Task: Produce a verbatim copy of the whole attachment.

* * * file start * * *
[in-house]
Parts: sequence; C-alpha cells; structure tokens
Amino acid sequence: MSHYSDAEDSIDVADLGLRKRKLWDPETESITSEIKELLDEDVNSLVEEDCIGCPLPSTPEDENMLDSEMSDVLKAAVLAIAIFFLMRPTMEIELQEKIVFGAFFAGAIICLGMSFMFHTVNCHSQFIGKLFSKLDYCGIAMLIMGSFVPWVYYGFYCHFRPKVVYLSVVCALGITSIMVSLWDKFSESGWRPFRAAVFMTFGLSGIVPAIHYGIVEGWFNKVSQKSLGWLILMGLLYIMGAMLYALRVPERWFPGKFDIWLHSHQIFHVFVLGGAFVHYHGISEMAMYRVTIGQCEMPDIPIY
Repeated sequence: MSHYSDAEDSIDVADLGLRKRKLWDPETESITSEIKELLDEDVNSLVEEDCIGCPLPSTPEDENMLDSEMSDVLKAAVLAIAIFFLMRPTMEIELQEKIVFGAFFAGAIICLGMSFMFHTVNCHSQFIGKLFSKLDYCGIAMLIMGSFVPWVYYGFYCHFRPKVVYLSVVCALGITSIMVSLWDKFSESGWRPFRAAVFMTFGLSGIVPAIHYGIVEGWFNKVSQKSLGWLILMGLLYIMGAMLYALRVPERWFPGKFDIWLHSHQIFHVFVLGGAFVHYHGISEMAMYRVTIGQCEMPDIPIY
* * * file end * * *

[in-house]
Parts: sequence; C-alpha cells; structure tokens
Amino acid sequence: MSHYSDAEDSIDVADLGLRKRKLWDPETESITSEIKELLDEDVNSLVEEDCIGCPLPSTPEDENMLDSEMSDVLKAAVLAIAIFFLMRPTMEIELQEKIVFGAFFAGAIICLGMSFMFHTVNCHSQFIGKLFSKLDYCGIAMLIMGSFVPWVYYGFYCHFRPKVVYLSVVCALGITSIMVSLWDKFSESGWRPFRAAVFMTFGLSGIVPAIHYGIVEGWFNKVSQKSLGWLILMGLLYIMGAMLYALRVPERWFPGKFDIWLHSHQIFHVFVLGGAFVHYHGISEMAMYRVTIGQCEMPDIPIY
Repeated sequence: MSHYSDAEDSIDVADLGLRKRKLWDPETESITSEIKELLDEDVNSLVEEDCIGCPLPSTPEDENMLDSEMSDVLKAAVLAIAIFFLMRPTMEIELQEKIVFGAFFAGAIICLGMSFMFHTVNCHSQFIGKLFSKLDYCGIAMLIMGSFVPWVYYGFYCHFRPKVVYLSVVCALGITSIMVSLWDKFSESGWRPFRAAVFMTFGLSGIVPAIHYGIVEGWFNKVSQKSLGWLILMGLLYIMGAMLYALRVPERWFPGKFDIWLHSHQIFHVFVLGGAFVHYHGISEMAMYRVTIGQCEMPDIPIY